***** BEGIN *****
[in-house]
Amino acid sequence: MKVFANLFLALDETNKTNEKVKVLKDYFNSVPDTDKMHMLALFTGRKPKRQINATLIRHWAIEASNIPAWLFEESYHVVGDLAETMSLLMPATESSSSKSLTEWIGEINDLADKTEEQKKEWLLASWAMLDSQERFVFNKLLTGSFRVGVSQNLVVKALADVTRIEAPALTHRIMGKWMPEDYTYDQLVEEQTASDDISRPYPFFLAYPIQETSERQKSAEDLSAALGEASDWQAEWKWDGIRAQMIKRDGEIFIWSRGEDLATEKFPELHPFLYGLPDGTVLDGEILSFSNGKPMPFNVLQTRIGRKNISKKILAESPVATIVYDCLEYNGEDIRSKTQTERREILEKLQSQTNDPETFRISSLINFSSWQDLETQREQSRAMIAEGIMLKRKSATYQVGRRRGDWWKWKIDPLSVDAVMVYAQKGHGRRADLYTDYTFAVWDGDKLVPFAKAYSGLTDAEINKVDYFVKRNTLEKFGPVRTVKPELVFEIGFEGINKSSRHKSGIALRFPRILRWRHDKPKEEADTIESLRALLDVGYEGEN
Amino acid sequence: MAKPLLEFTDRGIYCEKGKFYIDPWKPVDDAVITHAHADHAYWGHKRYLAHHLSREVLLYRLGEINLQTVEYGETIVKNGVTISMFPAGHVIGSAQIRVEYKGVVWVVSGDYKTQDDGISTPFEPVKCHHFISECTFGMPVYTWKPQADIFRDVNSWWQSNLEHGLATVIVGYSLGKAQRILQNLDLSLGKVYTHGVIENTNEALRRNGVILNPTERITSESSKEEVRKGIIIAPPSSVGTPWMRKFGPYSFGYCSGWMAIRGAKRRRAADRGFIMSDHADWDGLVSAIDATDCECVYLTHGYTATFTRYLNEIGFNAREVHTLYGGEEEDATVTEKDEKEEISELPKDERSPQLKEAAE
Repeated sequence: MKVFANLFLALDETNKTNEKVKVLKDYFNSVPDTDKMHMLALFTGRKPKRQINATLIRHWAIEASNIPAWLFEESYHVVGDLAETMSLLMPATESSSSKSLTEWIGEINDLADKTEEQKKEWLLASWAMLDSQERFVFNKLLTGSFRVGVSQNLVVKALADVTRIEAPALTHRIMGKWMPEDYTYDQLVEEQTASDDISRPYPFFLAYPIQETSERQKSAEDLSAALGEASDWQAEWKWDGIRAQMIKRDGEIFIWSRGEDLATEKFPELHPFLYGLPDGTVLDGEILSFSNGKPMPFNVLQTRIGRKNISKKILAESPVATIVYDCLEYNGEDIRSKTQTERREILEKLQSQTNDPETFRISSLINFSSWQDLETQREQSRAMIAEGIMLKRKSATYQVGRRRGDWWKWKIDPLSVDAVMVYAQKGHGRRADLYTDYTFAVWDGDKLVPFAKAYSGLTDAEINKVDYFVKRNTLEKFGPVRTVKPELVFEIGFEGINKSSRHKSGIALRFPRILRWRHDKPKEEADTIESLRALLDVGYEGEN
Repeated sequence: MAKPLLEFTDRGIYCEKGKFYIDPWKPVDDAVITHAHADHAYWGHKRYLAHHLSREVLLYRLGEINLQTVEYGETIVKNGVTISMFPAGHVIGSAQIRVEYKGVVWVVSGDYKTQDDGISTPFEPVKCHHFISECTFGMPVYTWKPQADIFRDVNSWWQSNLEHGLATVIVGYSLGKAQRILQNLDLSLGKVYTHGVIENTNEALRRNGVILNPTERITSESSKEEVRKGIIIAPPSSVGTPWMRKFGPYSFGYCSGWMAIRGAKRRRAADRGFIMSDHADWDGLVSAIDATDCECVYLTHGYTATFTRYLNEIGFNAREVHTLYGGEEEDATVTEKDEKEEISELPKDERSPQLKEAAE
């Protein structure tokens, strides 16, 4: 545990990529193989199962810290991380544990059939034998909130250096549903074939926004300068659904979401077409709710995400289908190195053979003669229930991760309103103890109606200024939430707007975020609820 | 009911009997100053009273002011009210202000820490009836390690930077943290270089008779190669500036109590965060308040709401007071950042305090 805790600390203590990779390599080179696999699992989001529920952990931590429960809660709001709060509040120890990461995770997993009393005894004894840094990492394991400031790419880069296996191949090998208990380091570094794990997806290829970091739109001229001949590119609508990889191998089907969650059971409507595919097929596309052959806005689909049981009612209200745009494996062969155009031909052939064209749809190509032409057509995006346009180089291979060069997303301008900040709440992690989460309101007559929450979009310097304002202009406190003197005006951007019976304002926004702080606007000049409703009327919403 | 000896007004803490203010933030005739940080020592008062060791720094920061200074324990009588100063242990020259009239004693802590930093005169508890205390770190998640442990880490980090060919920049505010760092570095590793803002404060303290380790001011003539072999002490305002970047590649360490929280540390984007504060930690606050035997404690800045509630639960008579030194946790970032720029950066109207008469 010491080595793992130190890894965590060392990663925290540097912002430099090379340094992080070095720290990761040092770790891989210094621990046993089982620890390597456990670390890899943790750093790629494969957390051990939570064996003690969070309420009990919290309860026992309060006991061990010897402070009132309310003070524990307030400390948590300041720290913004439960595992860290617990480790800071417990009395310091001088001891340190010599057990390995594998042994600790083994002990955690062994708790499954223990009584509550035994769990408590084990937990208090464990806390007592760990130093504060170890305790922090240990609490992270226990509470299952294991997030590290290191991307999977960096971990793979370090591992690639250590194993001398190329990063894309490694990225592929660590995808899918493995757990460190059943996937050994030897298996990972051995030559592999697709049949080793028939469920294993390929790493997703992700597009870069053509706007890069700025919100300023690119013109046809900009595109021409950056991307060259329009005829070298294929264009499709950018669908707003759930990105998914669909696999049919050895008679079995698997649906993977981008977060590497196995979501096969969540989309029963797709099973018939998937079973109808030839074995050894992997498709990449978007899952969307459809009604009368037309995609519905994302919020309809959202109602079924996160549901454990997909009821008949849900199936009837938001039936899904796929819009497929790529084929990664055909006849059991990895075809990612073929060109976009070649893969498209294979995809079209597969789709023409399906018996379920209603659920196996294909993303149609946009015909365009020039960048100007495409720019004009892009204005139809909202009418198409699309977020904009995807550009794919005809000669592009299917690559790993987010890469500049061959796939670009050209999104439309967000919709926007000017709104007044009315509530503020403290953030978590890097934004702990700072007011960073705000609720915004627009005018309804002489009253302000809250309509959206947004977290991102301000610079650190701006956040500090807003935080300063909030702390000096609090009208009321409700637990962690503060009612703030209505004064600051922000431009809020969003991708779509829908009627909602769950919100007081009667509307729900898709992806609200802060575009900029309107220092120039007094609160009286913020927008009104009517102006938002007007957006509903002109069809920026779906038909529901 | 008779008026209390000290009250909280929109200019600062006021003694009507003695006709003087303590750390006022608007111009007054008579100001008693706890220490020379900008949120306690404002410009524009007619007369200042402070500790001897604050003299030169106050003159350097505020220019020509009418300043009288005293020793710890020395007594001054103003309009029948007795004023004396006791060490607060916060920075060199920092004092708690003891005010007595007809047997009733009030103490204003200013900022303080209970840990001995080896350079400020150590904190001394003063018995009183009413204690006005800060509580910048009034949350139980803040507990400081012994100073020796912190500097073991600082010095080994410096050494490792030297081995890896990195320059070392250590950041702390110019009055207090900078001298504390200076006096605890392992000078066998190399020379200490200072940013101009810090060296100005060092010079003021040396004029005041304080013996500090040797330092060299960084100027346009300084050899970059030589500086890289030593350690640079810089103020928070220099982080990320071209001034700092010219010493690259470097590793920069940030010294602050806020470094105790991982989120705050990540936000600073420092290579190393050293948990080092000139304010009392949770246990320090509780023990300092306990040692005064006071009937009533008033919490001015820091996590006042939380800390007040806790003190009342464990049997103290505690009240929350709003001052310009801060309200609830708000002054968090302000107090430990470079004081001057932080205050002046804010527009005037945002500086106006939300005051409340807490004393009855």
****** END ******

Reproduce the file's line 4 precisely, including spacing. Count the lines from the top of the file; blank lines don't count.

Repeated sequence: MKVFANLFLALDETNKTNEKVKVLKDYFNSVPDTDKMHMLALFTGRKPKRQINATLIRHWAIEASNIPAWLFEESYHVVGDLAETMSLLMPATESSSSKSLTEWIGEINDLADKTEEQKKEWLLASWAMLDSQERFVFNKLLTGSFRVGVSQNLVVKALADVTRIEAPALTHRIMGKWMPEDYTYDQLVEEQTASDDISRPYPFFLAYPIQETSERQKSAEDLSAALGEASDWQAEWKWDGIRAQMIKRDGEIFIWSRGEDLATEKFPELHPFLYGLPDGTVLDGEILSFSNGKPMPFNVLQTRIGRKNISKKILAESPVATIVYDCLEYNGEDIRSKTQTERREILEKLQSQTNDPETFRISSLINFSSWQDLETQREQSRAMIAEGIMLKRKSATYQVGRRRGDWWKWKIDPLSVDAVMVYAQKGHGRRADLYTDYTFAVWDGDKLVPFAKAYSGLTDAEINKVDYFVKRNTLEKFGPVRTVKPELVFEIGFEGINKSSRHKSGIALRFPRILRWRHDKPKEEADTIESLRALLDVGYEGEN